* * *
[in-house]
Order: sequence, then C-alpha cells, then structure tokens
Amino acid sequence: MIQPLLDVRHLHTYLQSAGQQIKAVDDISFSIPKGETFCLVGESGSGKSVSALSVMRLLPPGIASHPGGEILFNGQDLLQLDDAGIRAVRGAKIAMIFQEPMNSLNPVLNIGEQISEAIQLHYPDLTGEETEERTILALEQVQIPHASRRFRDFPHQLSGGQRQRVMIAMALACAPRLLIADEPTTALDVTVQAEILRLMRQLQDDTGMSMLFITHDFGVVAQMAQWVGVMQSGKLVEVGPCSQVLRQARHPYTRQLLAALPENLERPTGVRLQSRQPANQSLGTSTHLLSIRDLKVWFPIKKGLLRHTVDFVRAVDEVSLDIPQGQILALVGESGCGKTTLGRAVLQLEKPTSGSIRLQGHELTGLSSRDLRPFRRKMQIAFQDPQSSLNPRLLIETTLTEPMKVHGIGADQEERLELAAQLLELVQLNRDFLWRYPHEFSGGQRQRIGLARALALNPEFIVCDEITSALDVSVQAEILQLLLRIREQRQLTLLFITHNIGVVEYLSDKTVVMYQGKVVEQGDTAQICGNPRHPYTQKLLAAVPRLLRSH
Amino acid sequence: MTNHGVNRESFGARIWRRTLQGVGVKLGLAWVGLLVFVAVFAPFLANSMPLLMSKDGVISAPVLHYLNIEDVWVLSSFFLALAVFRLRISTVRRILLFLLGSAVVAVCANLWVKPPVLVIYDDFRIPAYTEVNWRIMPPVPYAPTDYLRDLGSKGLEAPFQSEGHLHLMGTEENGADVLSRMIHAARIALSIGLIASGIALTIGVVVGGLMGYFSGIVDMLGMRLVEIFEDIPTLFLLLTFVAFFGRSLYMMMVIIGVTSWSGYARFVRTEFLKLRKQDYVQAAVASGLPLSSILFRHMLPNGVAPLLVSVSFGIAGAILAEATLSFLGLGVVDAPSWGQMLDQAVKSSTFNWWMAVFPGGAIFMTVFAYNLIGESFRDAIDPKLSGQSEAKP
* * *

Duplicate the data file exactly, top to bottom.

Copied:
[in-house]
Order: sequence, then C-alpha cells, then structure tokens
Amino acid sequence: MIQPLLDVRHLHTYLQSAGQQIKAVDDISFSIPKGETFCLVGESGSGKSVSALSVMRLLPPGIASHPGGEILFNGQDLLQLDDAGIRAVRGAKIAMIFQEPMNSLNPVLNIGEQISEAIQLHYPDLTGEETEERTILALEQVQIPHASRRFRDFPHQLSGGQRQRVMIAMALACAPRLLIADEPTTALDVTVQAEILRLMRQLQDDTGMSMLFITHDFGVVAQMAQWVGVMQSGKLVEVGPCSQVLRQARHPYTRQLLAALPENLERPTGVRLQSRQPANQSLGTSTHLLSIRDLKVWFPIKKGLLRHTVDFVRAVDEVSLDIPQGQILALVGESGCGKTTLGRAVLQLEKPTSGSIRLQGHELTGLSSRDLRPFRRKMQIAFQDPQSSLNPRLLIETTLTEPMKVHGIGADQEERLELAAQLLELVQLNRDFLWRYPHEFSGGQRQRIGLARALALNPEFIVCDEITSALDVSVQAEILQLLLRIREQRQLTLLFITHNIGVVEYLSDKTVVMYQGKVVEQGDTAQICGNPRHPYTQKLLAAVPRLLRSH
Amino acid sequence: MTNHGVNRESFGARIWRRTLQGVGVKLGLAWVGLLVFVAVFAPFLANSMPLLMSKDGVISAPVLHYLNIEDVWVLSSFFLALAVFRLRISTVRRILLFLLGSAVVAVCANLWVKPPVLVIYDDFRIPAYTEVNWRIMPPVPYAPTDYLRDLGSKGLEAPFQSEGHLHLMGTEENGADVLSRMIHAARIALSIGLIASGIALTIGVVVGGLMGYFSGIVDMLGMRLVEIFEDIPTLFLLLTFVAFFGRSLYMMMVIIGVTSWSGYARFVRTEFLKLRKQDYVQAAVASGLPLSSILFRHMLPNGVAPLLVSVSFGIAGAILAEATLSFLGLGVVDAPSWGQMLDQAVKSSTFNWWMAVFPGGAIFMTVFAYNLIGESFRDAIDPKLSGQSEAKP